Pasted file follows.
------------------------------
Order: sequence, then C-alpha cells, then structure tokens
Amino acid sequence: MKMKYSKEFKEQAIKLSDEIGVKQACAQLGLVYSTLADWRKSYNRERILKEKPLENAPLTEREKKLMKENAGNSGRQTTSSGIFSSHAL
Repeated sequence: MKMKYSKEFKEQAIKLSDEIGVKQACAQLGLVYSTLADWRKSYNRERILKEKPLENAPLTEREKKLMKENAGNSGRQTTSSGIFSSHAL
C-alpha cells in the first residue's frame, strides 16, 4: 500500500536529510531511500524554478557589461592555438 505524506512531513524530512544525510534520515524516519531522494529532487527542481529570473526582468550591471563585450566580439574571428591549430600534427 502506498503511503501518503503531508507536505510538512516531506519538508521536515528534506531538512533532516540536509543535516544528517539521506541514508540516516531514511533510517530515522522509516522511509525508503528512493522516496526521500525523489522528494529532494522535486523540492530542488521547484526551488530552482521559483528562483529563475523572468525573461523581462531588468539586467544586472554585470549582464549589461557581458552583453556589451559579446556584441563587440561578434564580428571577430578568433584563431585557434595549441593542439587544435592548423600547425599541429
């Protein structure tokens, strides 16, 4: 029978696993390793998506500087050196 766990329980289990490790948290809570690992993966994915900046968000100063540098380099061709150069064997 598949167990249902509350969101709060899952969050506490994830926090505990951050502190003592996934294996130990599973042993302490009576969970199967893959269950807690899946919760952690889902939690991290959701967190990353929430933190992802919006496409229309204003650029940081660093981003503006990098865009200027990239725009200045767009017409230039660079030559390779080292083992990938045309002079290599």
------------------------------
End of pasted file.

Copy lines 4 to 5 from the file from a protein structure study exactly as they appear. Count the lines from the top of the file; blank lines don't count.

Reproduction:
C-alpha cells in the first residue's frame, strides 16, 4: 500500500536529510531511500524554478557589461592555438 505524506512531513524530512544525510534520515524516519531522494529532487527542481529570473526582468550591471563585450566580439574571428591549430600534427 502506498503511503501518503503531508507536505510538512516531506519538508521536515528534506531538512533532516540536509543535516544528517539521506541514508540516516531514511533510517530515522522509516522511509525508503528512493522516496526521500525523489522528494529532494522535486523540492530542488521547484526551488530552482521559483528562483529563475523572468525573461523581462531588468539586467544586472554585470549582464549589461557581458552583453556589451559579446556584441563587440561578434564580428571577430578568433584563431585557434595549441593542439587544435592548423600547425599541429
């Protein structure tokens, strides 16, 4: 029978696993390793998506500087050196 766990329980289990490790948290809570690992993966994915900046968000100063540098380099061709150069064997 598949167990249902509350969101709060899952969050506490994830926090505990951050502190003592996934294996130990599973042993302490009576969970199967893959269950807690899946919760952690889902939690991290959701967190990353929430933190992802919006496409229309204003650029940081660093981003503006990098865009200027990239725009200045767009017409230039660079030559390779080292083992990938045309002079290599």